Affixing a reminder sticker that lists risk factors for hepatitis C virus (HCV) infection onto patients’ medical charts can be effective in increasing the number of patients sent for HCV testing by their primary care physicians. It also boosts the number of patients found HCV-positive, according to a new study.
HCV is the leading cause of liver failure in the United States, accounting for 15,000 deaths in 2007 and 3.2 million Americans with chronic HCV infection. Although new antiviral treatments promise to greatly reduce the burden of HCV-related disease, a majority of HCV-positive patients (45–85 percent) are unaware that they are infected.
To increase screening, the researchers developed a 2-ply (carbon copy) sticker with a list of 12 HCV infection-related risk factors (with yes and no check boxes) and 2 items about HCV testing (Was patient tested recently? Was an HCV test ordered?). The stickers, affixed to each patient’s chart, reminded the physician to ask about HCV risk factors. The top sheet could be detached for later data analysis, while the bottom sheet remained in the patient’s chart. The physicians saw 8,891 patients over the 15-week study period who had not undergone a recent anti-HCV antibody test. Screener pages were completed for 3,250 (36.2 percent of patients), with significant racial and gender-related differences in screening rates.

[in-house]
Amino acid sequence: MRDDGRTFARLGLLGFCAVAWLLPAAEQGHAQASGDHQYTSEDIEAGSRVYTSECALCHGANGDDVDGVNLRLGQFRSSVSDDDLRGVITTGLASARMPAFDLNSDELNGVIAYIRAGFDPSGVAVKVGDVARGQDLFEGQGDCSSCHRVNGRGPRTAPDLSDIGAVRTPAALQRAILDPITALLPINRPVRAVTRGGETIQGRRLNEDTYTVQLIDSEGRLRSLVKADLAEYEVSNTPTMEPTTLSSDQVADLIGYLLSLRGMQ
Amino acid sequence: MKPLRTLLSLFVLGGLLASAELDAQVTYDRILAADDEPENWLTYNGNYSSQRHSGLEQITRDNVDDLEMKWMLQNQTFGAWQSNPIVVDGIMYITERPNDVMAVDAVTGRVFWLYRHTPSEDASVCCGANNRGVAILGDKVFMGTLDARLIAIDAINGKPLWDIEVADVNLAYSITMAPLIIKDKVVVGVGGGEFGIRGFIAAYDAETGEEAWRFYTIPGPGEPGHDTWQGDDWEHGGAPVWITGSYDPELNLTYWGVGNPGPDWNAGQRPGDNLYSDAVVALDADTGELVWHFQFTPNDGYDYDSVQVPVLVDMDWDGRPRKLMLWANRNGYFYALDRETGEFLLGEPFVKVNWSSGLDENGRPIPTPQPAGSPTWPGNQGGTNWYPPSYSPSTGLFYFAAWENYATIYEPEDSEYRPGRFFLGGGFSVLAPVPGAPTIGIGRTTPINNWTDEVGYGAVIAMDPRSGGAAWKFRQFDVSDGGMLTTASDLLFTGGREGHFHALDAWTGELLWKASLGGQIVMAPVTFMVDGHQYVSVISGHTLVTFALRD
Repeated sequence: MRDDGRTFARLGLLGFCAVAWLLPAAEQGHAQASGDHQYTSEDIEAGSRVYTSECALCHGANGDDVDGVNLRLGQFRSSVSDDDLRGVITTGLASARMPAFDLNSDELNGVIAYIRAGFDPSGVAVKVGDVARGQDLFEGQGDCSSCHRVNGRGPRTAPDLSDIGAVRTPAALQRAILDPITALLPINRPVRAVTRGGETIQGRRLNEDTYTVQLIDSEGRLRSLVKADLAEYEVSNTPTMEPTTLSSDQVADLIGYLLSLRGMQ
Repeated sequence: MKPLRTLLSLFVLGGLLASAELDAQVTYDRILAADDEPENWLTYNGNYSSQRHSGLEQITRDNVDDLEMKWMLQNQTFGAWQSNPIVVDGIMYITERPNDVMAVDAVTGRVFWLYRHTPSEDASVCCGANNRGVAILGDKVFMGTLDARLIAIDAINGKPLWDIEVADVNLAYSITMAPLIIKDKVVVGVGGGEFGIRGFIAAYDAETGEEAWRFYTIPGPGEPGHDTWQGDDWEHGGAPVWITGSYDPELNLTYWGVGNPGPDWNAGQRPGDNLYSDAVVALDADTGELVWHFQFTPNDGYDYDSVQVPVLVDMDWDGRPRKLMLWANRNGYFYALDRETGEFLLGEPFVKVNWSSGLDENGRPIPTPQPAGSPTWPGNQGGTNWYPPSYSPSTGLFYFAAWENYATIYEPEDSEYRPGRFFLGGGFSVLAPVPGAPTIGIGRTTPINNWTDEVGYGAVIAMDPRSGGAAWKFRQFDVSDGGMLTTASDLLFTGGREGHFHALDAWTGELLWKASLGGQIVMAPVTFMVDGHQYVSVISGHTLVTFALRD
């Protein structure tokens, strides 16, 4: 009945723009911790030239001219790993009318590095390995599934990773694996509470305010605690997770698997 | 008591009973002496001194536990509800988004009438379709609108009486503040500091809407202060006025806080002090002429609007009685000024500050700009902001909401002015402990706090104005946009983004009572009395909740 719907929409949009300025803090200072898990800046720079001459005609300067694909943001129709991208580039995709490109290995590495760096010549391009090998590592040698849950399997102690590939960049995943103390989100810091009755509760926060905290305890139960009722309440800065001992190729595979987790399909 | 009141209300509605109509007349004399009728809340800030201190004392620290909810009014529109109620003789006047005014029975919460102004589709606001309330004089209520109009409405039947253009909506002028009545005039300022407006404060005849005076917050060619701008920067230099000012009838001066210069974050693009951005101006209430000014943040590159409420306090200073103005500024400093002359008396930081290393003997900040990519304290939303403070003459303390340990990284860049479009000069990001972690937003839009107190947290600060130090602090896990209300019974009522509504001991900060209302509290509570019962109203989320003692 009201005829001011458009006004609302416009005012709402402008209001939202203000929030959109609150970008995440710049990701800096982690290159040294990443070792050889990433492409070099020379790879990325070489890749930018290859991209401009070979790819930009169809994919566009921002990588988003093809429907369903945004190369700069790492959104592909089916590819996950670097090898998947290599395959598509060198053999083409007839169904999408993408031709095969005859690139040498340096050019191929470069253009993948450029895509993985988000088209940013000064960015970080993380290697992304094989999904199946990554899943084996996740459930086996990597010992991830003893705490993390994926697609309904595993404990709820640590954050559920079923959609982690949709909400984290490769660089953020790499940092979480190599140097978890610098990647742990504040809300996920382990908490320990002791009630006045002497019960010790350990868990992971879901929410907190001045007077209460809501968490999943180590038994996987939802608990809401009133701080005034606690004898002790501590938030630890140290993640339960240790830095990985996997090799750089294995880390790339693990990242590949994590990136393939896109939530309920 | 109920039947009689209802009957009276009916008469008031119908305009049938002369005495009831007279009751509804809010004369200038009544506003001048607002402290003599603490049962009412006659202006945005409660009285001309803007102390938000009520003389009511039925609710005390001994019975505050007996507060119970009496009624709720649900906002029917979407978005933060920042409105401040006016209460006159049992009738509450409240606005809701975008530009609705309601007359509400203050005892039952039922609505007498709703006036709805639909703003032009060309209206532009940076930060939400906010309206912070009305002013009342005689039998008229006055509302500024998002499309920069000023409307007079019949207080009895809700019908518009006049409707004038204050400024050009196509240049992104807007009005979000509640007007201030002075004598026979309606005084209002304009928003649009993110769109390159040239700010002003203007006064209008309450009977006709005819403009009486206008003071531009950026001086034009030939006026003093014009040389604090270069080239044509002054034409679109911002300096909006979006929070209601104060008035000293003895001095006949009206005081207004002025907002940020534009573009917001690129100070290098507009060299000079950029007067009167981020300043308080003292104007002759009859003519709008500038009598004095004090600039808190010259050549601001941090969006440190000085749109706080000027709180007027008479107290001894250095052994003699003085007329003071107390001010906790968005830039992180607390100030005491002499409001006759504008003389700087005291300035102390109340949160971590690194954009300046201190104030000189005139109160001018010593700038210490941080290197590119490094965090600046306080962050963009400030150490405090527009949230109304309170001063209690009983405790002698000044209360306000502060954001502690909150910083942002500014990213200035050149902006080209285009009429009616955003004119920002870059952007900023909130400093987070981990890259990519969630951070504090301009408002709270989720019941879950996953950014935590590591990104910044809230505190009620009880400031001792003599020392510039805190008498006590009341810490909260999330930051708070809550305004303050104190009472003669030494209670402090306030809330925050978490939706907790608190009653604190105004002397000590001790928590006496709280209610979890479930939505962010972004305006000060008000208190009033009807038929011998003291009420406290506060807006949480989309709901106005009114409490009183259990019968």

Overall, 27.8 percent of those screened had at least one risk factor. More than half (55.4 percent) of patients with any risk factors—and 13.7 percent of those with no identified risk—underwent HCV testing, yielding infection rates of 6.8 percent and 2.2 percent, respectively. Seven of the risk factors, including ever use of injected or snorted drugs, accounted for 82.9 percent of the 41 HCV-positive patients, but another 7 HCV-positive patients had no risk factors when screened. The researchers collected data from three urban clinics that instituted the use of the stickers with all adult patients and HCV testing based primarily on the presence of HCV risk factors as part of the Hepatitis C Assessment and Testing project.
The study was funded by AHRQ (Contract No. 290-06-0012). More details are in "Effectiveness of a risk screener in identifying hepatitis C virus in a primary care setting," by Mari-Lynn Drainoni, Ph.D., Alain H. Litwin, M.D., Bryce D. Smith, Ph.D., and others in the November 2012 American Journal of Public Health 102(11), pp. e115-e121.